Data Centers

Review the three categories of recovery protection

This tip reviews the primary characteristics of the three main categories of recovery protection. Learn the differences between disaster recovery, high availability, and remote availability.

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When dealing with disaster recovery and business continuity planning, organizations sometimes focus more on the nature of the disaster and less on the actual solutions needed to protect the company's operations. After all, discussing potential earthquakes, floods, or even a power outage is usually more exciting than weighing the merits of tape backups over replication tools.

However, the solution your organization chooses can really make a difference. You have a myriad of recovery solutions to choose from as well as a large selection of vendors.

At the end of the day, nearly all solutions fall into one of three categories of recovery protection. In many cases, the same product will address more than one type of recovery, so it's important that companies do their research to find the best combination of price and functionality flexibility.

To start you off on the right foot, let's review these three major categories. No matter which combination of technologies you use, knowing the differences between them will help your organization find the right solutions for its business needs.

Disaster recovery

While often used as a catch-all term for any recovery method, the definition of DR usually entails the restoration of data from a copy to a system that's either available or quickly acquired and configured for use. The basic concept behind this term is getting data off live production systems and keeping it someplace safe.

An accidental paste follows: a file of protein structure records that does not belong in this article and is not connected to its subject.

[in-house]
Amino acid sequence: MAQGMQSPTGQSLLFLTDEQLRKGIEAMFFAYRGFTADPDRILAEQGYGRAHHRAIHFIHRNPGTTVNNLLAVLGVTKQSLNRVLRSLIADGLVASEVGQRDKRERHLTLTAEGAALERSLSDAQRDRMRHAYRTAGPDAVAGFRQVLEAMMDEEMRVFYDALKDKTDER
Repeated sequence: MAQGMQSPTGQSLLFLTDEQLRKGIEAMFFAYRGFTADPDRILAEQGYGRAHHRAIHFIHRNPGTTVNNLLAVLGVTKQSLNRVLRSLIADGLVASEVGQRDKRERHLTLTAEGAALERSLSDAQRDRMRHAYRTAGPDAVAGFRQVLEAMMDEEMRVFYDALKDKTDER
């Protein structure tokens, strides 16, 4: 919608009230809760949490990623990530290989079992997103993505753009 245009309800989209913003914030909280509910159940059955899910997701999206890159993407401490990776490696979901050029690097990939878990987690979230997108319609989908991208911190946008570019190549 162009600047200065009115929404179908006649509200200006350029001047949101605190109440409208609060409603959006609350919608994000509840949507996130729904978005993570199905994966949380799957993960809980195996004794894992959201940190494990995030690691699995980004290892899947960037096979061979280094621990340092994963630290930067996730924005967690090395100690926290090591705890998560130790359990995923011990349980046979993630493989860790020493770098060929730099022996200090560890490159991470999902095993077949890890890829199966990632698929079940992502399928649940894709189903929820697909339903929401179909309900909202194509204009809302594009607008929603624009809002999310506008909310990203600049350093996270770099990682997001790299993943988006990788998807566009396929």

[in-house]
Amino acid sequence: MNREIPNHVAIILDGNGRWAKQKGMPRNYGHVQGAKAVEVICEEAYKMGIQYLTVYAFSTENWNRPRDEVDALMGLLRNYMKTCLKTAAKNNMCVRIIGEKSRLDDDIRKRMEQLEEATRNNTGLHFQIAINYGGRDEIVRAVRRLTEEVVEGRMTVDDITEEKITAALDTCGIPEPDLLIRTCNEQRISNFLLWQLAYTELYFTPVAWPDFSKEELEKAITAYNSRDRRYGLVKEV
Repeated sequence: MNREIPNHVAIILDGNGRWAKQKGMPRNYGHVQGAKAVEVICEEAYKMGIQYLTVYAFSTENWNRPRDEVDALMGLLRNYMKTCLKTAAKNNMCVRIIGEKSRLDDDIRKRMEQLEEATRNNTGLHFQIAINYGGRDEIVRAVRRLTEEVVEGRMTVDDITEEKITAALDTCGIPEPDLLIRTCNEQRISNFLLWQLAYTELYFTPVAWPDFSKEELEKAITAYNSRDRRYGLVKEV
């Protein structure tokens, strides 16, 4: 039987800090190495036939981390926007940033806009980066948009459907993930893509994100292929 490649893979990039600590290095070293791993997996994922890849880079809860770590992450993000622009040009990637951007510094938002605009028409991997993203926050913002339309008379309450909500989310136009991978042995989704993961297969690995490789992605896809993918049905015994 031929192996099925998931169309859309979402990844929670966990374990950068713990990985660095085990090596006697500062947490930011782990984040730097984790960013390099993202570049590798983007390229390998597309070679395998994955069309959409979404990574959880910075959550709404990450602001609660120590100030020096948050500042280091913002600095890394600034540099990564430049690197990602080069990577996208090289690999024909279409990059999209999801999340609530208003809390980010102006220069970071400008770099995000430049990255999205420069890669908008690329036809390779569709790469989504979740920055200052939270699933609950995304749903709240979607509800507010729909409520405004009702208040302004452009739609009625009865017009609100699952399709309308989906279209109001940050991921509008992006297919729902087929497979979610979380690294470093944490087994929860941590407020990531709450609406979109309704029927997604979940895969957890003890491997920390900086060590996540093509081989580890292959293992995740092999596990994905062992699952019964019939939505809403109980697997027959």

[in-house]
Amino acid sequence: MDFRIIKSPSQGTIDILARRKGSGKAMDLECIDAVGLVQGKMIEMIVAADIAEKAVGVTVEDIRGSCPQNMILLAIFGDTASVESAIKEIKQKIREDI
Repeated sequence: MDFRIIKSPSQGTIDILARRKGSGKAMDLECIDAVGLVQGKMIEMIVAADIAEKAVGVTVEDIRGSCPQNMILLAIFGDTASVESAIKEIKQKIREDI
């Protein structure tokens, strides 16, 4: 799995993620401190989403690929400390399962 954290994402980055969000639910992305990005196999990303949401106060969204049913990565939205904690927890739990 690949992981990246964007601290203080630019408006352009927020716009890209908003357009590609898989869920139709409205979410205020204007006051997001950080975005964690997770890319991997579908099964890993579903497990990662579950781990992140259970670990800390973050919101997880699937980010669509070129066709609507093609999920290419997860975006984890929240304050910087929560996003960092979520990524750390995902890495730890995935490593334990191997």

The most common example of a DR solution is a tape backup system, which allows you to store a copy of any data on a server system in any location that you'd like. This definition can also include systems designed to store data on spinning disk, instead of offline tape, either locally or in a remote location.

The main benefits of DR systems are that they're generally cross-platform and centrally managed. This makes them very easy to use under most circumstances; however, as with any technology, you can easily find yourself in over your head if you don't work things step-by-step.

The main drawbacks of DR solutions are that you need to move tape-based media off-site, or you risk losing the taped data along with the production systems in a disaster. In addition, you must restore the data to another system before you can resume operations, which could take a significant amount of time.

High availability

HA solutions refer primarily to systems that offer the ability to immediately resume operations with a minimum of downtime using new hardware that you've preconfigured at the same physical site to stand in for a failed machine. While it's theoretically possible to provide HA to another physical site, these solutions often demand the same networking properties (in terms of IP address and other settings) that the production system uses.

Most systems combine some form of replication tool with monitoring and failover automation tools to provide this functionality. In some cases, you must use a combination of vendor tools to get both sides of that equation.

The main benefits of HA systems are that they offer the ability to resume operations without restoration efforts, typically with very little downtime, and little to no client-side reconfiguration.

The main drawbacks of HA systems are that they tend to be more expensive than simple DR solutions, and they also tend to be platform-specific due to the complexities of the failover process.

Remote availability

RA solutions take the idea of HA and extend it to include other physical locations and networks. While the same principles apply, you now need to deal with WAN links and other limiting factors that don't usually exist within a single data center.

You must also determine if end users will be able to work with the systems in another location. In addition, you'll need to update client-side apps to make them function properly.

For all of these drawbacks, the benefits to RA systems are simple and profound: You gain the ability to survive a disaster that incapacitates an entire data center. This level of insurance can easily become well worth the expense and headaches of implementing it.

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